LA Metro Prices Its Biggest Bond Deal Ever as Ridership Plunges
(Bloomberg) -- The Los Angeles County Metropolitan Transportation Authority is seeing half the ridership it had a year ago because of the coronavirus pandemic, but that crisis isn’t deterring its biggest bond deal ever.
The agency known as Metro is selling about $1.35 billion in tax-free revenue debt Tuesday to take advantage of historically low rates. Intervention by the Federal Reserve to prevent a liquidity crisis among municipalities has built up confidence among buyers, who are also favoring highly-rated issuers especially as they seek to shield income from taxes levied by California and other high-tax states.
“It’s a good time to enter the market,” said John Ceffalio, municipal credit research analyst at AllianceBernstein, which has about $50 billion in municipal securities under management. “People are looking for high-quality paper, particularly high-quality California paper.”
Debt from California issuers is beating that of the overall market, returning 4.7% year-to-date compared with the market’s 4.34%, Bloomberg Barclays indexes show.
The agency is issuing the debt to refinance Transportation Infrastructure Finance and Innovation Act loans covering improvements and extensions to its rail system. Its construction projects continue despite the pandemic. The authority is offering $1.35 billion of tax-exempt bonds for yields ranging from 0.14% to 1.36% on debt maturing from 2023 to 2037, according to a preliminary pricing wire viewed by Bloomberg.
“Based on what we have seen with other California offerings during the last month, we expect good investor reception,” Metro Treasurer Donna Mills said in a statement.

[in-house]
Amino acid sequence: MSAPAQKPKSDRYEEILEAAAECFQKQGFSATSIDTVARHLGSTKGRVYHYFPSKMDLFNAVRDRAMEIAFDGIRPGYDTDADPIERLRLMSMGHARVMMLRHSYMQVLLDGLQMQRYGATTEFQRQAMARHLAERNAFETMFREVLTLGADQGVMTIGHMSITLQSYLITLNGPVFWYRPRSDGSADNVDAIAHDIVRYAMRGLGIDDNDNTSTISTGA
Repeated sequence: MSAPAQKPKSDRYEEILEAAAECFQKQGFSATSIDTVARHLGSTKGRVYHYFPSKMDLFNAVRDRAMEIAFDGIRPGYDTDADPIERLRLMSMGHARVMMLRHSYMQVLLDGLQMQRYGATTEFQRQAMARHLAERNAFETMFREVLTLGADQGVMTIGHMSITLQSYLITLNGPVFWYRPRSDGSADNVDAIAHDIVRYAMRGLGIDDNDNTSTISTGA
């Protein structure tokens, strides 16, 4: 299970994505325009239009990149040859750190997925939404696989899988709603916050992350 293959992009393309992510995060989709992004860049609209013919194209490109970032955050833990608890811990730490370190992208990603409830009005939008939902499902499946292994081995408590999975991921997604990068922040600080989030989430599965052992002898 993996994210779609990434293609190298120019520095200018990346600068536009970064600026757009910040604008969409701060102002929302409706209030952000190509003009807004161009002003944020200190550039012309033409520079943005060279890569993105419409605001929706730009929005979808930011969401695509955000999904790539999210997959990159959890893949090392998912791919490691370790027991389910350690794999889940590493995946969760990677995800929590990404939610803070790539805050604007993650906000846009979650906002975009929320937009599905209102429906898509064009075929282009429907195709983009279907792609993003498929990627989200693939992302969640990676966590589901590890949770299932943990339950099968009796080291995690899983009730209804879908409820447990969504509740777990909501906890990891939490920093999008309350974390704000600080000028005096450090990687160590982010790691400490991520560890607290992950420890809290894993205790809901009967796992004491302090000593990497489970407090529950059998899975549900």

Metro isn’t the only transit system that’s coming to market during the pandemic. In May, New York’s Metropolitan Transportation Authority, the nation’s largest mass transit system, sold two bond offerings, and upsized both deals to meet buyer demand. The MTA, like Metro, is also struggling with declining ridership and falling revenue.
Operating buses, subways and rail, Metro spans 1,433 square miles in Los Angeles County, the nation’s most populous and also one hit hard by the coronavirus outbreak. Restrictions on economic activity first occurred in March and while some were rolled back, others were reimposed as cases rose.
In June, 14.3 million people rode the system, compared with 29.4 million in June 2019, Metro’s figures show. That month, collections of sales taxes used to back its bonds dropped 14% from the previous year, according to documents circulated to investors ahead of the sale. The agency said the sales tax receipts for the year ending in June may decline anywhere between 2% to 8% from the 2019 collections.
Still, even with the revenue drop, there will be more than enough to cover debt service, a factor in why the bonds carry a AA rating from S&P Global Ratings, the third-highest investment grade. The company has the rating on a negative outlook, however, as it does on other transit systems, because of the pandemic.
“Even if you were to have a hit worse than the last recession, bondholders would still be comfortable,” said Ceffalio, who said his firm is looking at the deal.
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